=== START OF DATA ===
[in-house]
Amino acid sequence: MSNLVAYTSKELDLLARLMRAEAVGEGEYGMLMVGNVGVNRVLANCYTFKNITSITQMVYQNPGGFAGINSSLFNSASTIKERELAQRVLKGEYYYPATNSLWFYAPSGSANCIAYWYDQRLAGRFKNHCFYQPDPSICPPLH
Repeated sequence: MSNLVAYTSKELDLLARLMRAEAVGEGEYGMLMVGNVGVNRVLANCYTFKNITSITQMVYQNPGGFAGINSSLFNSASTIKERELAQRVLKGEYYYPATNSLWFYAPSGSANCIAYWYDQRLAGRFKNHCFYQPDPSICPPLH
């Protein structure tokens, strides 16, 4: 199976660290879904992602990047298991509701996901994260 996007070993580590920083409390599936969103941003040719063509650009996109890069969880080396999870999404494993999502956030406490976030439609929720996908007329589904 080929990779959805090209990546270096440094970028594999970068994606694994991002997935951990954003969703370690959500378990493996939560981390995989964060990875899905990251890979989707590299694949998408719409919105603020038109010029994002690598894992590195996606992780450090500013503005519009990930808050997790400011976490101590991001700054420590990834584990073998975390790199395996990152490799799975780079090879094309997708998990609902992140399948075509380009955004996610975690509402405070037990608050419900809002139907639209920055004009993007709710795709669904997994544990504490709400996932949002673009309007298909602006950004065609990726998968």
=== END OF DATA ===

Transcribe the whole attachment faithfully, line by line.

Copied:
[in-house]
Amino acid sequence: MSNLVAYTSKELDLLARLMRAEAVGEGEYGMLMVGNVGVNRVLANCYTFKNITSITQMVYQNPGGFAGINSSLFNSASTIKERELAQRVLKGEYYYPATNSLWFYAPSGSANCIAYWYDQRLAGRFKNHCFYQPDPSICPPLH
Repeated sequence: MSNLVAYTSKELDLLARLMRAEAVGEGEYGMLMVGNVGVNRVLANCYTFKNITSITQMVYQNPGGFAGINSSLFNSASTIKERELAQRVLKGEYYYPATNSLWFYAPSGSANCIAYWYDQRLAGRFKNHCFYQPDPSICPPLH
């Protein structure tokens, strides 16, 4: 199976660290879904992602990047298991509701996901994260 996007070993580590920083409390599936969103941003040719063509650009996109890069969880080396999870999404494993999502956030406490976030439609929720996908007329589904 080929990779959805090209990546270096440094970028594999970068994606694994991002997935951990954003969703370690959500378990493996939560981390995989964060990875899905990251890979989707590299694949998408719409919105603020038109010029994002690598894992590195996606992780450090500013503005519009990930808050997790400011976490101590991001700054420590990834584990073998975390790199395996990152490799799975780079090879094309997708998990609902992140399948075509380009955004996610975690509402405070037990608050419900809002139907639209920055004009993007709710795709669904997994544990504490709400996932949002673009309007298909602006950004065609990726998968």